Thomas Cossitt

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Thomas Charles Cossitt
Member of the Canadian Parliament
for Leeds
In office
Preceded by Desmond Code
Succeeded by District was abolished in 1976
Member of the Canadian Parliament
for Leeds—Grenville
In office
Preceded by District was created in 1976
Succeeded by Jennifer Cossitt
Personal details
Born (1927-11-15)November 15, 1927
Brockville, Ontario
Died March 15, 1982(1982-03-15) (aged 54)
Political party Progressive Conservative
Spouse(s) Jennifer Cossitt

Thomas Charles Cossitt (November 15, 1927 – March 15, 1982) was a Canadian politician.

Born in Brockville, Ontario, the son of Edwin Comstock Cossitt and Marjorie Helen Delahaye, he graduated from St. Andrew's College and received a Bachelor of Arts degree from the University of Toronto. After graduating, he was the owner and president of an insurance company. He was president of the Eastern Ontario Liberal Federation and a vice-president of the Ontario Liberal Party. However, he switched to the Progressive Conservatives before being elected to the Canadian House of Commons in the 1972 election in the riding of Leeds. He was re-elected in 1974, 1979, and 1980, the last two elections in the riding of Leeds—Grenville.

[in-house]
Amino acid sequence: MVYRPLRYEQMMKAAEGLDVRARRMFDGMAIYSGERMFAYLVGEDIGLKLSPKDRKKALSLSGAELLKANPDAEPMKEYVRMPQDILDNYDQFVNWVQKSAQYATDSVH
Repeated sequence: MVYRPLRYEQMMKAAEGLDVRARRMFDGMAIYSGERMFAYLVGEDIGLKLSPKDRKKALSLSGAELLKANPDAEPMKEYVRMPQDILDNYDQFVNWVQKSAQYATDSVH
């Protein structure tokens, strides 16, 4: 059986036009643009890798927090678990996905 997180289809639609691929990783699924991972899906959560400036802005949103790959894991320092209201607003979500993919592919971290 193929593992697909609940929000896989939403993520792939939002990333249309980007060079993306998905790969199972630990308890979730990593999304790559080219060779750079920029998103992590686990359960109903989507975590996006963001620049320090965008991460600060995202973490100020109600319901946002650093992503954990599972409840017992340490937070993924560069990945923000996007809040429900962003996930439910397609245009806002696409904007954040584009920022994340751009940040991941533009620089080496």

Cossitt's positions on bilingualism were a topic of discussion during the 1972 and 1974 elections. During the 1972 election, he took out newspaper advertisements with the tagline "I'm not anti-French, but...". In the 1974 election, he was quoted in the Montreal Gazette as saying "Instant bilingualism is not only stupid and arrogant, it's just plain nuts". Cossitt stressed that while he supported both official languages, it was necessary to consider the financial burden of the Trudeau government's new policies.[1]

Cossitt, who had two previous heart attacks, died of a heart attack during a photo session at the annual directors' meeting of the Leeds-Grenville Progressive Conservative Riding Association in 1982.[2] His second wife, Jennifer Cossitt (née Birchall) was elected in the resulting by-election and re-elected in the 1984 election before being defeated in the 1988 election.


  1. ^ Canadian Press (22 June 1974). "Leeds: Language an Issue". Montreal Gazette. Retrieved 15 September 2015. 
  2. ^ "Leeds-Grenville Tory MP dies from heart attack". The Globe and Mail. 16 March 1982. 

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